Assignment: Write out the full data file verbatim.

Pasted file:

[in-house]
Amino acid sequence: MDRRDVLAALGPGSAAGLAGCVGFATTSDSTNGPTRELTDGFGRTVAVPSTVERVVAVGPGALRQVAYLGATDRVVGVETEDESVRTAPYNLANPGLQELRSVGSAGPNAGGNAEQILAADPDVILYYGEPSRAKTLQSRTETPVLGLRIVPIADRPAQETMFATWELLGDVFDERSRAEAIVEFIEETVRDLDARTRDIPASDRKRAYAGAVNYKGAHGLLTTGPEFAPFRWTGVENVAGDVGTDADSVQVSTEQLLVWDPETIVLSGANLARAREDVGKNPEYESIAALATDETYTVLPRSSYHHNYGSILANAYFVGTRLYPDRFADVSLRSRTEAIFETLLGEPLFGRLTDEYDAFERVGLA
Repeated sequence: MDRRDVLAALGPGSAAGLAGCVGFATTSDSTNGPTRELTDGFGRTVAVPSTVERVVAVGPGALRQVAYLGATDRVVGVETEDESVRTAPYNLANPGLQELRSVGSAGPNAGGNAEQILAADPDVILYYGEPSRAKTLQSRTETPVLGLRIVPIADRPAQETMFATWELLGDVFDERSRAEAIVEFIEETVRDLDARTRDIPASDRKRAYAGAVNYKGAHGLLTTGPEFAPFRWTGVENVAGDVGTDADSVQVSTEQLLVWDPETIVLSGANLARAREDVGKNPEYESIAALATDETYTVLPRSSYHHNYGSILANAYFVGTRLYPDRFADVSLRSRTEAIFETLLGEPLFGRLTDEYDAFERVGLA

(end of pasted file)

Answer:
[in-house]
Amino acid sequence: MDRRDVLAALGPGSAAGLAGCVGFATTSDSTNGPTRELTDGFGRTVAVPSTVERVVAVGPGALRQVAYLGATDRVVGVETEDESVRTAPYNLANPGLQELRSVGSAGPNAGGNAEQILAADPDVILYYGEPSRAKTLQSRTETPVLGLRIVPIADRPAQETMFATWELLGDVFDERSRAEAIVEFIEETVRDLDARTRDIPASDRKRAYAGAVNYKGAHGLLTTGPEFAPFRWTGVENVAGDVGTDADSVQVSTEQLLVWDPETIVLSGANLARAREDVGKNPEYESIAALATDETYTVLPRSSYHHNYGSILANAYFVGTRLYPDRFADVSLRSRTEAIFETLLGEPLFGRLTDEYDAFERVGLA
Repeated sequence: MDRRDVLAALGPGSAAGLAGCVGFATTSDSTNGPTRELTDGFGRTVAVPSTVERVVAVGPGALRQVAYLGATDRVVGVETEDESVRTAPYNLANPGLQELRSVGSAGPNAGGNAEQILAADPDVILYYGEPSRAKTLQSRTETPVLGLRIVPIADRPAQETMFATWELLGDVFDERSRAEAIVEFIEETVRDLDARTRDIPASDRKRAYAGAVNYKGAHGLLTTGPEFAPFRWTGVENVAGDVGTDADSVQVSTEQLLVWDPETIVLSGANLARAREDVGKNPEYESIAALATDETYTVLPRSSYHHNYGSILANAYFVGTRLYPDRFADVSLRSRTEAIFETLLGEPLFGRLTDEYDAFERVGLA